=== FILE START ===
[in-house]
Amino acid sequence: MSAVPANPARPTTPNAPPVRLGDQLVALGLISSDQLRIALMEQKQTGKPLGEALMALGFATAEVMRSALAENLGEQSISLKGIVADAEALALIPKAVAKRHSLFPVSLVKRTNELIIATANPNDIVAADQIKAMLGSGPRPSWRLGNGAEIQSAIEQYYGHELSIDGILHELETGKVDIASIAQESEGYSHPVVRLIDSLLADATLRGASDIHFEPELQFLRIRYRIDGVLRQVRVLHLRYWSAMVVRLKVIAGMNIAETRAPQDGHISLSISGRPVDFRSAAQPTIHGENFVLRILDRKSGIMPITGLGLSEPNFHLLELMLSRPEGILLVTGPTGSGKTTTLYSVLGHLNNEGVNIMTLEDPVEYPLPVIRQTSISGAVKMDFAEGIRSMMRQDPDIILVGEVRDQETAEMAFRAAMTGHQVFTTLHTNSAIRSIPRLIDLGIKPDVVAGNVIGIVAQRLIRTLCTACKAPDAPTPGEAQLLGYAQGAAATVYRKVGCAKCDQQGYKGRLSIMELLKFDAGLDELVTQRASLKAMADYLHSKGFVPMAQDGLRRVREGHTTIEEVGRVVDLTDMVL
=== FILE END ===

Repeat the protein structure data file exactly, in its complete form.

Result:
[in-house]
Amino acid sequence: MSAVPANPARPTTPNAPPVRLGDQLVALGLISSDQLRIALMEQKQTGKPLGEALMALGFATAEVMRSALAENLGEQSISLKGIVADAEALALIPKAVAKRHSLFPVSLVKRTNELIIATANPNDIVAADQIKAMLGSGPRPSWRLGNGAEIQSAIEQYYGHELSIDGILHELETGKVDIASIAQESEGYSHPVVRLIDSLLADATLRGASDIHFEPELQFLRIRYRIDGVLRQVRVLHLRYWSAMVVRLKVIAGMNIAETRAPQDGHISLSISGRPVDFRSAAQPTIHGENFVLRILDRKSGIMPITGLGLSEPNFHLLELMLSRPEGILLVTGPTGSGKTTTLYSVLGHLNNEGVNIMTLEDPVEYPLPVIRQTSISGAVKMDFAEGIRSMMRQDPDIILVGEVRDQETAEMAFRAAMTGHQVFTTLHTNSAIRSIPRLIDLGIKPDVVAGNVIGIVAQRLIRTLCTACKAPDAPTPGEAQLLGYAQGAAATVYRKVGCAKCDQQGYKGRLSIMELLKFDAGLDELVTQRASLKAMADYLHSKGFVPMAQDGLRRVREGHTTIEEVGRVVDLTDMVL